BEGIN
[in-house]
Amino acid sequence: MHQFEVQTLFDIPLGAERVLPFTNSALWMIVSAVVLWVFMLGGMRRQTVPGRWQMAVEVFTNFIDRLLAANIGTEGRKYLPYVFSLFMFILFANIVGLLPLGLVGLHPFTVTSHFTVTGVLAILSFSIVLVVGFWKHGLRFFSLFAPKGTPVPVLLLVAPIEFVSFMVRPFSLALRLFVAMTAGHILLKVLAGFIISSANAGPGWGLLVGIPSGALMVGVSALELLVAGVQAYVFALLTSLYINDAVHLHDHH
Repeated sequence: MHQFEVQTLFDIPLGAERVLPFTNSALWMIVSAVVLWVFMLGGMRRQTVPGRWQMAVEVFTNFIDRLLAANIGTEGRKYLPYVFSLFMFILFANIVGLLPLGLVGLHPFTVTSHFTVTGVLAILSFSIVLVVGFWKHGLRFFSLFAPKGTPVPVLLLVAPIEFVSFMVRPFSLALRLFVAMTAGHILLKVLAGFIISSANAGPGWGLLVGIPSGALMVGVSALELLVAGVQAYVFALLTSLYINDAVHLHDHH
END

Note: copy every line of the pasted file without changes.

[in-house]
Amino acid sequence: MHQFEVQTLFDIPLGAERVLPFTNSALWMIVSAVVLWVFMLGGMRRQTVPGRWQMAVEVFTNFIDRLLAANIGTEGRKYLPYVFSLFMFILFANIVGLLPLGLVGLHPFTVTSHFTVTGVLAILSFSIVLVVGFWKHGLRFFSLFAPKGTPVPVLLLVAPIEFVSFMVRPFSLALRLFVAMTAGHILLKVLAGFIISSANAGPGWGLLVGIPSGALMVGVSALELLVAGVQAYVFALLTSLYINDAVHLHDHH
Repeated sequence: MHQFEVQTLFDIPLGAERVLPFTNSALWMIVSAVVLWVFMLGGMRRQTVPGRWQMAVEVFTNFIDRLLAANIGTEGRKYLPYVFSLFMFILFANIVGLLPLGLVGLHPFTVTSHFTVTGVLAILSFSIVLVVGFWKHGLRFFSLFAPKGTPVPVLLLVAPIEFVSFMVRPFSLALRLFVAMTAGHILLKVLAGFIISSANAGPGWGLLVGIPSGALMVGVSALELLVAGVQAYVFALLTSLYINDAVHLHDHH